After the face frames were attached to their respective carcasses my next task was to level all three carcasses to each other. This posed to be much more complicated than expected as my basement floor has major pitch towards the integrated floor drains. Phil and I began the leveling process with the goal of using some small blocks of wood and shims to do the trick. This was a real challenge to level three carcasses with a basement floor which was constantly changing floor height in two directions. We would get one carcass perfect and then a slight bump would throw everything off. We then acted like engineers, tried to think of a better way to reach that same goal with less effort. Our idea was to attach adjustable leveling feet. We wont discuss the hours spent driving and searching for the perfect foot, but the following weekend we installed our leveling feet. Then we methodically adjusted each of the twelve individual feet till we had a level trifecta of carcasses! We then strategically placed some shims between each carcass and drove some screws into some inconspicuous locations to create one long carcass.
It’s now time to work on the counter top for the back side work surface. This is my side of the bar, this portion of the bar contains a sink, and access to all my glassware. We made some simple triangular corner braces out of a soft pine, and back wall bracing strips out of particle board which were installed to the carcasses to allow the counter top to attach firmly and easily.
For the fabrication of the work surface we chose to use two layers of 3/4″ particle board; pretty typical in the counter top world. We needed to span a distance of almost thirteen feet so we could not use a single sheet, we needed to use two sheets next to each other and we staggered the seams. I did not take a picture of this portion of the project so I will try to help you visualize what we did. Imagine the bottom layer of my counter top had a board which made up 70% of its length on the left, and the top layer had a board which was 70% of its length on the right side. So the two seams do not stack on top of each other we increased the strength and integrity of the stacked surface. We used a ton of wood glue between the two layers of particle board, and spread it evenly with a roller. The surface was too large to clamp evenly so I created some countersunk pilot holes and drove some wood screws into both layers in many places as my clamping force. The following weekend we carried the now joined two-layer counter top up the stairs and into the back yard. Let me say this was not an easy task, and could have resulted in a funny YouTube video if we bothered to film it. It took three of us to fan-dangle the long heavy counter top partially up the stairs, partially into the guest bathroom, swing it around the corner over the kitchen table, barely under the kitchen table light, swung further into the living room and out the back door. Once out side we made some major dust! We used a router and a flush trim router bit to make sure both layers were exactly the same dimensions. This is very important for when we want to attach any laminate to the edges. After completing the dust party outside we repeated the counter top dance in reverse to bring it back into the basement.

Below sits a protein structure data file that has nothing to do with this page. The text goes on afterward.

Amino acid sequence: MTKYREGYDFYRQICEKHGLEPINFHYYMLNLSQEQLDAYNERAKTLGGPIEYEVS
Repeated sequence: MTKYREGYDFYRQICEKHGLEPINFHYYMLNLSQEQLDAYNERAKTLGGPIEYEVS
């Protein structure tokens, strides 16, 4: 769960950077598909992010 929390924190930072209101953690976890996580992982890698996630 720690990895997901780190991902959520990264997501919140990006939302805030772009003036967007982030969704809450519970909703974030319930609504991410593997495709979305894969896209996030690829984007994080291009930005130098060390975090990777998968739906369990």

Time for the lamination! We used some pretty standard contact adhesive to due the task of joining the laminate to the particle board counter top. But we did apply two coats of adhesive to the particle board as it was really good at absorbing the glue. We had already trimmed the laminate down to a slightly larger but close to perfect width. Phil taught me a really cool trick for applying laminate that I want to share. After both surfaces had contact adhesive applied. We allowed about 30 minutes to pass and then we placed thin strips of wood (no adhesive on any surface of these strips) every foot or so across the entire counter top. Then we put the laminate on top of these strips. Picture a laminate strip counter top sandwich. The beauty of contact adhesive is that unless both surfaces have partially setup glue they will not stick to each other, hence the reason we put the strips into our sandwich. Imagine trying to flop this thirteen foot long piece of laminate down perfectly with out any bubbles or misalignment on our first and only attempt? Then together as a team Phil would pull a strip from the center of the sandwich and i would use our rubber roller to smoosch (?spelling?) the two surfaces together. We would continue pulling strips out and working our way from the the inside out to the edges till the entire counter top had been laminated.
Next we went around the circumference of our counter top with a router and zipped off any excess laminate. This was a great feeling to see a perfect top coating of laminate on our counter top. We then set up the router to create a groove for our special edging. The image to the rigth shows the special Wilson Art HD Edging I used, it includes a 45 degree bevel on it to distract your eyes, and creates a much softer seam than the tradition corner edge seamed laminate trim. The tradition laminate edging puts the seam at the edge of the top and side. At a quick glance this might make you think you are looking at a solid surface like granite instead of a laminated counter top.
Here are a few pictures of the completed counter top and carcasses.
I love that Sierra Nevada chalkboard sign, the guy I bought it from had his young daughter draw the closed text on it for his garage sale. I have yet to erase it, but it makes me smile when i see it, because we are closed for construction lol.
My next post will have some more of Stacey’s photography describing the work completed to this date.